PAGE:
Forest dwellers in India have rich knowledge of biodiversity
Nearly 8% of the country’s forest dependent people are also the growers and traditional conservators of India’s complex but rich biological diversity. They possess the invaluable traditional knowledge relating to biological diversity that needs enhanced protection under a legal regime. So far, the Biological Diversity Act, 2002 enacted for the purpose has been able to achieve very little on this front. The Forest Rights Act, 2006 paves the way for rights based approach for the protection of traditional knowledge of forest dependent communities. Given the complex nature of this community right under the FRA, there seems to be a difficult road ahead due to various issues that emerge in the current legal regime on biological diversity.
The legal position
In India, traditional knowledge relating to biodiversity is protected under the Biological Diversity Act, 2002 (the Act). The Act provides that the state shall endeavour to protect the traditional knowledge of local people relating to biodiversity (Section 36 (5), the Biological Diversity Act, 2002). Access to biodiversity and its use by the local people or benefit claimers is treated differently under the Act. The Act also has differential treatment for citizens of India and foreign nationals.
Under the Act, the benefit claimers (growers, conservers of BD) have the locus to approach the High Court regarding any dispute that arises regarding access and use of biodiversity. For the access and use of BD, citizens of India have to give prior intimation to the State Biodiversity Board (SBB) which is the state level nodal agency for carrying out the objectives of the Biodiversity Act. Practitioners of traditional medicinal knowledge such as vaids, hakims etc are exempt from mandatory condition of giving prior intimation for accessing the biological resource to the SBB.
Under the FRA, the forest dependent communities living on forest land have a community right to claim intellectual property right over traditional knowledge relating to biodiversity.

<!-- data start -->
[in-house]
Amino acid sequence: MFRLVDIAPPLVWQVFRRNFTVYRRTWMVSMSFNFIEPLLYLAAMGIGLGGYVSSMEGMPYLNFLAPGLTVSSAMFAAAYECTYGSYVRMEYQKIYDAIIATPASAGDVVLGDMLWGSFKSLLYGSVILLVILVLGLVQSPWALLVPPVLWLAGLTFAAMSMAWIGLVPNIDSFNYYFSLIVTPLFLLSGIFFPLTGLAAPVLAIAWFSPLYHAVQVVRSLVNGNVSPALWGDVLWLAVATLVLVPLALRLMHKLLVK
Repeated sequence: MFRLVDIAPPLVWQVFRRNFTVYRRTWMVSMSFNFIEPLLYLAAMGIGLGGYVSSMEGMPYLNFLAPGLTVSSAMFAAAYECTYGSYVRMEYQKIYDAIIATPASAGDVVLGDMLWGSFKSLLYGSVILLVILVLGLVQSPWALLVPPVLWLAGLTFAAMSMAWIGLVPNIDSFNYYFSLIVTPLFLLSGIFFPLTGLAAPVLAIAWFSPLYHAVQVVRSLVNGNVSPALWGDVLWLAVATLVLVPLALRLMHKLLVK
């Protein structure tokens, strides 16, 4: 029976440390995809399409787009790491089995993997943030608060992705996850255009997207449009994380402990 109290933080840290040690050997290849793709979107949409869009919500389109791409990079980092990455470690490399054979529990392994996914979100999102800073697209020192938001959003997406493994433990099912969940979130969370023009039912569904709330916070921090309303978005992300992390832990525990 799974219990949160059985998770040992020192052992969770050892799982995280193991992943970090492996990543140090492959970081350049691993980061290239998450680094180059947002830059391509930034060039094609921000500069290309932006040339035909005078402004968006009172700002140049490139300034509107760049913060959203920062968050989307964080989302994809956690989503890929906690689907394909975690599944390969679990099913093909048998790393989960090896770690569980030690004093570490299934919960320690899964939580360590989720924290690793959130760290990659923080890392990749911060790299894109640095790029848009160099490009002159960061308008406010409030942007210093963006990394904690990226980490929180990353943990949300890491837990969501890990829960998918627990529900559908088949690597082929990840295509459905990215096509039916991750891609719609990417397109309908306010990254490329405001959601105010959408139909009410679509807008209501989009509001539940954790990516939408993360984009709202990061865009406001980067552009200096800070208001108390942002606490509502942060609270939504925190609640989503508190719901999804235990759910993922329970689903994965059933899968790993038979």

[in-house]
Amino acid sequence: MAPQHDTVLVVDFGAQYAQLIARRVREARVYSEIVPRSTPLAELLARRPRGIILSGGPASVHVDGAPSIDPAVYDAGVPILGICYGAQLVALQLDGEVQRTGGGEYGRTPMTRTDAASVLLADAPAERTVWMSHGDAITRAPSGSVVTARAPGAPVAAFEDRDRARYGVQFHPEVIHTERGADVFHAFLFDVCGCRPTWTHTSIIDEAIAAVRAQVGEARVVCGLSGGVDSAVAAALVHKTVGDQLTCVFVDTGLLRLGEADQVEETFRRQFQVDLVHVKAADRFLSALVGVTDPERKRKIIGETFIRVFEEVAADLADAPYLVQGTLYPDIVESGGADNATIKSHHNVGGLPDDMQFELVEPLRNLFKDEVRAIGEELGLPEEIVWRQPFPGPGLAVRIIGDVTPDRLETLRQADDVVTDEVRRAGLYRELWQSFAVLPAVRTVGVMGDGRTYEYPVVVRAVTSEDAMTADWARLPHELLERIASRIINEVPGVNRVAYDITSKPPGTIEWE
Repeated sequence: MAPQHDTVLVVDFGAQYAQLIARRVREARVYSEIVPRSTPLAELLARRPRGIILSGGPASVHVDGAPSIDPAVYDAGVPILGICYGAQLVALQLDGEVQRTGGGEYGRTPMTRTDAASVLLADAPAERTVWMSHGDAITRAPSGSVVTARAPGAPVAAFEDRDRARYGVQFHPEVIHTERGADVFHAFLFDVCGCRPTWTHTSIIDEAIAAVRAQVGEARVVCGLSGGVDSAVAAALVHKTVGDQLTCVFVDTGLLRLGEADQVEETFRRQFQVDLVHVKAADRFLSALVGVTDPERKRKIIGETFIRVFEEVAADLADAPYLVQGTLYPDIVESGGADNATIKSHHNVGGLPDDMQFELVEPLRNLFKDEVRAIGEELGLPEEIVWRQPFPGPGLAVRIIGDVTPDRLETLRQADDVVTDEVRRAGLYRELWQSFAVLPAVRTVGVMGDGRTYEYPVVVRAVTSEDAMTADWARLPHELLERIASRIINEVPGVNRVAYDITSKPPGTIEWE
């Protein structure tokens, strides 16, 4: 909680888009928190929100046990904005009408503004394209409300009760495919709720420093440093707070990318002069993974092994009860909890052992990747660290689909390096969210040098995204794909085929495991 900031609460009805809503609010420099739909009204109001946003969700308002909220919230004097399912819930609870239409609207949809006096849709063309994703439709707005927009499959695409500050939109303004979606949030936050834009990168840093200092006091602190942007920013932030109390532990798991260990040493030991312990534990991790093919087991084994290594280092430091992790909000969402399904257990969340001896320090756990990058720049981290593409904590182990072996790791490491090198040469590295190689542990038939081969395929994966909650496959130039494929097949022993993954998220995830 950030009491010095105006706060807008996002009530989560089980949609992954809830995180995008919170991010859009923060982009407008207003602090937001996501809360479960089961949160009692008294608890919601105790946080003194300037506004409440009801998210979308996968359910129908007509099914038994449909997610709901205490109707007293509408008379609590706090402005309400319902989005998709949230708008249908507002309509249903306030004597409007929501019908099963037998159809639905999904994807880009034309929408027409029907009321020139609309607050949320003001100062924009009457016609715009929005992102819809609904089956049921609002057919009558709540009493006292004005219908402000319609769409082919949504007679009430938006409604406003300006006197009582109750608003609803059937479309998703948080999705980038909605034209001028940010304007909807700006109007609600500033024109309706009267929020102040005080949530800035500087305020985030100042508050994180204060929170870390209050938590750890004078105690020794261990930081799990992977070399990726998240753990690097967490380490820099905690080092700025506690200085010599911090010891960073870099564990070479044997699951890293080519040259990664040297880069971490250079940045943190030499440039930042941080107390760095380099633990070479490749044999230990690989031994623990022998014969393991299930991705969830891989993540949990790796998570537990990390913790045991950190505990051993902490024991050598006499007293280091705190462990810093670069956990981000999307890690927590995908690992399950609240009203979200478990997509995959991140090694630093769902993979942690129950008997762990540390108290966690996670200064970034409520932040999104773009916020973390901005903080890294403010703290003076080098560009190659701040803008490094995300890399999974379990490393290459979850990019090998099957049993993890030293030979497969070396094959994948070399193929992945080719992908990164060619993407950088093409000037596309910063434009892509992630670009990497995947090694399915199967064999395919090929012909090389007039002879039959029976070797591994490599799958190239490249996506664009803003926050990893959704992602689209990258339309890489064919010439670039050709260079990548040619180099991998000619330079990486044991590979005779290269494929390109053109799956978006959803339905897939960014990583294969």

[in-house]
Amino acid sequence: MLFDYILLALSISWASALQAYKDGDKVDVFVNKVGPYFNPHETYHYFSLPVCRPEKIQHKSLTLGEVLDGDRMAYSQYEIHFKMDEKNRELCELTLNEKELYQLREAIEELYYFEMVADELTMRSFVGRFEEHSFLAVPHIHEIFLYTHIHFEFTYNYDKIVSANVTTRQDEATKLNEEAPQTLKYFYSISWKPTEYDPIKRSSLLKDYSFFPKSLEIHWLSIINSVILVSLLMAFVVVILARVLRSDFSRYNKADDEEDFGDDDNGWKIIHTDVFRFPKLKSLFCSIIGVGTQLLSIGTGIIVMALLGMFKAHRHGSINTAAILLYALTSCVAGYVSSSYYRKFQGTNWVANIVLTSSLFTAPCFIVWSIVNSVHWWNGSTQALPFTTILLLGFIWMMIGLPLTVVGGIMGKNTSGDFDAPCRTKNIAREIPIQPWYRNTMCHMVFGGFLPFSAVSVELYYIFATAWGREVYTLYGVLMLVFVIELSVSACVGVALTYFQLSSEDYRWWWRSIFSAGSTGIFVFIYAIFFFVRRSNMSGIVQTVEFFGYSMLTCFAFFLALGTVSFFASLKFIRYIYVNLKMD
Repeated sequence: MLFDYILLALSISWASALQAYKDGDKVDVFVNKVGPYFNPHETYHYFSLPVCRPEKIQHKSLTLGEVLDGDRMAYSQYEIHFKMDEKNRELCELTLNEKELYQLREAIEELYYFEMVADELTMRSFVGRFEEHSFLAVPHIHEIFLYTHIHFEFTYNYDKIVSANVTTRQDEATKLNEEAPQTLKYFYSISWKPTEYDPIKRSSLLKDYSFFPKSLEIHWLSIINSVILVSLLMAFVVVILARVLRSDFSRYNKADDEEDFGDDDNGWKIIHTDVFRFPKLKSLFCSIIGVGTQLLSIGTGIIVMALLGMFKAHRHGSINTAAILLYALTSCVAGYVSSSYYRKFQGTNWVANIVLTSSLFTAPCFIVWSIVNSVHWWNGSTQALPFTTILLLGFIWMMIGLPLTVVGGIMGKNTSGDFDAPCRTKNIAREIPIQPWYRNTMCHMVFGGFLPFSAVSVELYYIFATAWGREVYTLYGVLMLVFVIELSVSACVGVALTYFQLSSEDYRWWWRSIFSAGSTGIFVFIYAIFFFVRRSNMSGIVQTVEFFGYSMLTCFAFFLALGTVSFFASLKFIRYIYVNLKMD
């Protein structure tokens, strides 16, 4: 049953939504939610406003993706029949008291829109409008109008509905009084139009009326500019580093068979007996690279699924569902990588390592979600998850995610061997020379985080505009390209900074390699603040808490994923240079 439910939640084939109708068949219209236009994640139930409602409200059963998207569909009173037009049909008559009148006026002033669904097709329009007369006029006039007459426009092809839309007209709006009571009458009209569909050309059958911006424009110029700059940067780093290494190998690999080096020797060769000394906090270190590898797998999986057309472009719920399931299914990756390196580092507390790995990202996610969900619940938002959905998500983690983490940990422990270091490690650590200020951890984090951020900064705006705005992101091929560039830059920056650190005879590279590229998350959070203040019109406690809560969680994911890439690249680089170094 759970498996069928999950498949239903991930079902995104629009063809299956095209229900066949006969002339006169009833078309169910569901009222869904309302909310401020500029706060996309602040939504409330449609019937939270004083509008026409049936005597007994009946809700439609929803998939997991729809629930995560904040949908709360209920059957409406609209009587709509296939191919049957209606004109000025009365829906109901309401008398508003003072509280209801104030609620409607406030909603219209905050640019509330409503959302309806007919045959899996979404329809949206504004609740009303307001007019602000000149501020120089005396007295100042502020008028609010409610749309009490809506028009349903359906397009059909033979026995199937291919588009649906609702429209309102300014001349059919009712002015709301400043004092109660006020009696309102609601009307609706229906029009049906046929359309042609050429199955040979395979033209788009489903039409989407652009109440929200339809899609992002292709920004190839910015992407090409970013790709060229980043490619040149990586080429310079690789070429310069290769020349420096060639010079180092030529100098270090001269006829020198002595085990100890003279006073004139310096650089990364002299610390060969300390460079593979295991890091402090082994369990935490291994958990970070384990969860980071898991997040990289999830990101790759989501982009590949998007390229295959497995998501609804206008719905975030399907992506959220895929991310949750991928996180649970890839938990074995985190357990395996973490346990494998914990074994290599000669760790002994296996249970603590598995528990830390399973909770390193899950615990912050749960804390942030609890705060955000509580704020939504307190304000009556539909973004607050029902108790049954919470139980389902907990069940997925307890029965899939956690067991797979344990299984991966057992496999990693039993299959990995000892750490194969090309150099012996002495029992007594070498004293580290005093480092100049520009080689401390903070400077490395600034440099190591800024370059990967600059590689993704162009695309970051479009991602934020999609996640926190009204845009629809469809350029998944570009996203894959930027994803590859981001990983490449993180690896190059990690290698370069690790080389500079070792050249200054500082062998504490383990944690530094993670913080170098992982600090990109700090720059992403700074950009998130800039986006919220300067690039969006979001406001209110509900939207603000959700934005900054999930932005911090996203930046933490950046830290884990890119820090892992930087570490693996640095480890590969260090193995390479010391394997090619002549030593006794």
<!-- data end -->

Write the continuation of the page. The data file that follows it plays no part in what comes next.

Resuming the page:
However, ‘no person’ under the Act is allowed to have intellectual property over any resource or knowledge associated with the biological resource, except with the prior permission of the National Biodiversity Authority (NBA), the national level authority for carrying out the objectives of conservation, sustainable use and fair and equitable benefit sharing as envisaged under the Biodiversity Act and Convention on Biological Diversity. Further, the benefit sharing mechanism has also to be decided by the NBA in consultation with the local body at the district level (Biodiversity Management Committee). The Biodiversity Rules provide a detailed procedure for making the application for intellectual property relating to traditional knowledge and otherwise.
Given this framework on intellectual property and traditional knowledge within the specific law for regulating the access, use and benefit sharing arising out of biological resources, the local communities do not have a right to protect their traditional knowledge by way of having intellectual property rights over the same, except with the permission of NBA. Further, even the benefits that might come to them by way of benefit sharing mechanisms under the BD Act have be to be decided by the NBA. In this way, the intellectual property regime relating to traditional knowledge is much more centralized in India and there is very little that local people, communities and traditional growers and conservers of biodiversity could do to protect their traditional knowledge which permeates through all aspects of their life – social, religious and cultural.